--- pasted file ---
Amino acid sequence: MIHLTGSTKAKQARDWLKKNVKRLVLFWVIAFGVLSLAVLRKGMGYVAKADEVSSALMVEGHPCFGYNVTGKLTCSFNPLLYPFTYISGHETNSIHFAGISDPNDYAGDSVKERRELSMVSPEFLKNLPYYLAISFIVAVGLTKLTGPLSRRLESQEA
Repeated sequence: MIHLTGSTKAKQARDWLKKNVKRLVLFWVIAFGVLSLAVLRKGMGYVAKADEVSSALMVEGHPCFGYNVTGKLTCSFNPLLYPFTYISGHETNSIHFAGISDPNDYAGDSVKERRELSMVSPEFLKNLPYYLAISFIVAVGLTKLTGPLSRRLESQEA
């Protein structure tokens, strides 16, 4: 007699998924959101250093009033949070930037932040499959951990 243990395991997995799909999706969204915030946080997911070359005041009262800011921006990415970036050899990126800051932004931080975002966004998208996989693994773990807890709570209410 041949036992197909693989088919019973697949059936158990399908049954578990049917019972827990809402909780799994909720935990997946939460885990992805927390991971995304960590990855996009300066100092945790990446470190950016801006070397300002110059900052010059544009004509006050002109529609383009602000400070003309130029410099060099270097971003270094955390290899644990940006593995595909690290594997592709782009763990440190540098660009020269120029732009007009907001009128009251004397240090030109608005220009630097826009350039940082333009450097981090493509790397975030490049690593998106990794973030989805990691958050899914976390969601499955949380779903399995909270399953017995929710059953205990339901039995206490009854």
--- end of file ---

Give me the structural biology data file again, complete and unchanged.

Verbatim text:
Amino acid sequence: MIHLTGSTKAKQARDWLKKNVKRLVLFWVIAFGVLSLAVLRKGMGYVAKADEVSSALMVEGHPCFGYNVTGKLTCSFNPLLYPFTYISGHETNSIHFAGISDPNDYAGDSVKERRELSMVSPEFLKNLPYYLAISFIVAVGLTKLTGPLSRRLESQEA
Repeated sequence: MIHLTGSTKAKQARDWLKKNVKRLVLFWVIAFGVLSLAVLRKGMGYVAKADEVSSALMVEGHPCFGYNVTGKLTCSFNPLLYPFTYISGHETNSIHFAGISDPNDYAGDSVKERRELSMVSPEFLKNLPYYLAISFIVAVGLTKLTGPLSRRLESQEA
């Protein structure tokens, strides 16, 4: 007699998924959101250093009033949070930037932040499959951990 243990395991997995799909999706969204915030946080997911070359005041009262800011921006990415970036050899990126800051932004931080975002966004998208996989693994773990807890709570209410 041949036992197909693989088919019973697949059936158990399908049954578990049917019972827990809402909780799994909720935990997946939460885990992805927390991971995304960590990855996009300066100092945790990446470190950016801006070397300002110059900052010059544009004509006050002109529609383009602000400070003309130029410099060099270097971003270094955390290899644990940006593995595909690290594997592709782009763990440190540098660009020269120029732009007009907001009128009251004397240090030109608005220009630097826009350039940082333009450097981090493509790397975030490049690593998106990794973030989805990691958050899914976390969601499955949380779903399995909270399953017995929710059953205990339901039995206490009854």